Monday, 15 March 2010

Pigeons of Bristol 3: Crowned Pigeons

In the Forest of Birds here at Bristol we have a pair of the most spectacular (and since the demise of the Dodo, largest) of all the pigeon family, Victoria Crowned Pigeons Goura victoriae. One of three species of Goura that may be seen in zoos worldwide, Crowned Pigeons originate from New Guinea. All three species overlap in parts of their ranges, and hybridize both in the wild and in captivity, so whether they should be classed as subspecies or full species rather depends on the taxonomist concerned. The three forms are however quite distinctive in appearance, so are probably best treated as separate species, and are managed separately in studbooks. The other two species are the Blue or Western Crowned Pigeon G. cristata, which comes from western New Guinea and related islands, and Scheepmakers Crowned Pigeon G. scheepmakeri, from along the south coast of New Guinea. The Victoria Crowned Pigeon mirrors the distribution of Scheepmakers pigeon in northern New Guinea.

All three forms have a similar habitat preference – usually low lying, and always dense, rainforest and mangroves, reaching to elevation of perhaps 500m in some parts of their range. They feed on the ground, mainly on fruits, seeds, and soil invertebrates, which they locate by flicking their beaks in a characteristic manner as they turn over the leaf litter. The nest is usually within 10m of the ground, and is a typically flimsy pigeon nest. There is usually only a single chick, which leaves the nest when it is still much smaller than the adults, although fully able to fly. They are fairly sociable birds, and flocks of up to 30 individuals have been reported.

All three species, particularly Scheepmakers, are classed by the IUCN as Vulnerable as a result of hunting (none are now found close to villages), logging which destroys their habitat and reduces the remaining forest to fragments which cannot sustain viable populations. They are also caught for the wildlife trade.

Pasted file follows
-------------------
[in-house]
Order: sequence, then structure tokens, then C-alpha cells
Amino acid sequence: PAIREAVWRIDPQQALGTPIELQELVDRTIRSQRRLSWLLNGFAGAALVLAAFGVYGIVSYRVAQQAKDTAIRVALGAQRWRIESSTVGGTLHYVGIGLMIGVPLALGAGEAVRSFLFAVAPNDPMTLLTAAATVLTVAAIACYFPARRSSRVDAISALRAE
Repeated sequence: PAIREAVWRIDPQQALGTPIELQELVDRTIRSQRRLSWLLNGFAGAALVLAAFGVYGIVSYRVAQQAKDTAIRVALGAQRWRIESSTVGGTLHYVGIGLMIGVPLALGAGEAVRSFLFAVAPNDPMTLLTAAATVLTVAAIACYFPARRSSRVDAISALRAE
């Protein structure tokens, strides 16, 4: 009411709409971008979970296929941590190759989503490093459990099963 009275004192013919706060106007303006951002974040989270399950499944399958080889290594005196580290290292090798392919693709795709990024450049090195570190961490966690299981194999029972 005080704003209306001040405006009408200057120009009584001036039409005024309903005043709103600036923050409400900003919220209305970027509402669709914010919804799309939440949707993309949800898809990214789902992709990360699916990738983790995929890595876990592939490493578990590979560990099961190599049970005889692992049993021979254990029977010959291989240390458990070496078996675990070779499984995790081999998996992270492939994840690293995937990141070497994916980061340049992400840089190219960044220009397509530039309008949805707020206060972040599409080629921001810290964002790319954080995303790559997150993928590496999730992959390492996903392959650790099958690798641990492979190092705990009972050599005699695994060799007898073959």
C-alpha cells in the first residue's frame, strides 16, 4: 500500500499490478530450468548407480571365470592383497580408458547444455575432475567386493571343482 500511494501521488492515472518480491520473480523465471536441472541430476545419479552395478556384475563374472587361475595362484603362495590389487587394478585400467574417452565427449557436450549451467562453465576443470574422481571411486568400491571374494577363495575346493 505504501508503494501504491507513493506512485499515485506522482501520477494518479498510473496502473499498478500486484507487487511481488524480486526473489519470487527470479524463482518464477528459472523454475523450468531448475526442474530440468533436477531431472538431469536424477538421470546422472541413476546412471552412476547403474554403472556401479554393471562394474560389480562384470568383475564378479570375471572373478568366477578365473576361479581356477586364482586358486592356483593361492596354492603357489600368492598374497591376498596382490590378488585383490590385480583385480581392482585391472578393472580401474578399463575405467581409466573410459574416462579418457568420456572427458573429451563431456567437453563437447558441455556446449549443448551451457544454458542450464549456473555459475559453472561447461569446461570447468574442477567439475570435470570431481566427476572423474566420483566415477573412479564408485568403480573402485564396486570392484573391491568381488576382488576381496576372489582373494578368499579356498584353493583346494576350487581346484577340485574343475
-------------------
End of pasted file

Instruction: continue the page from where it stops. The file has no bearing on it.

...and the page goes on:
All three species of Crowned Pigeon can be found in zoos worldwide, where they always attract attention. Unfortunately the breeding record is not at all good, although the birds themselves are very long lived – over 30 years has been reported. The reason for the poor breeding success is unclear, although they appear to react badly to disturbance or rearrangement of their enclosures. Another likely suspect is diet – like all too many animals there is little known of the wild diet. The current status of the captive populations, according to ISIS, is as follows:

Blue or Western Crowned Pigeon G.cristata – 190 worldwide, 8 hatched in last 12 months.

Scheepmakers Crowned Pigeon, G.scheepmakeri – 92, 10 hatched in last 12 months

Victoria Crowned Pigeon G.victoriae – 287, 23 hatched in last 12 months

The only comparison that has been possible so far involved investigation of the crop contents of four wild birds taken some months after the breeding season. This showed a much higher content of fibre in the diet, and higher levels of protein. Estimating insect or mollusc prey is difficult, and is likely to be quite high judging from their feeding behaviour. Research on the ecology of the wild birds is urgently required to enable better husbandry guidelines to be produced. The present state of knowledge can be found in the Crowned Pigeon husbandry manual, available online at the Rotterdam Zoo website here:

Next week I will discuss one of tropical pigeon we have been most successful with – the Nicobar Pigeon. Among its other distinctions it is believed to perhaps the closest living relative of the Dodo.

(images from Wikipedia)

1 comment:

  1. New success with these birds - a newly fledged VCP chick has now left the nest and is perching alongside its parents. Not much larger than a Collared Dove at present, this is the first chick successfully raised by this pair, which is composed of an older male and a nyoung female.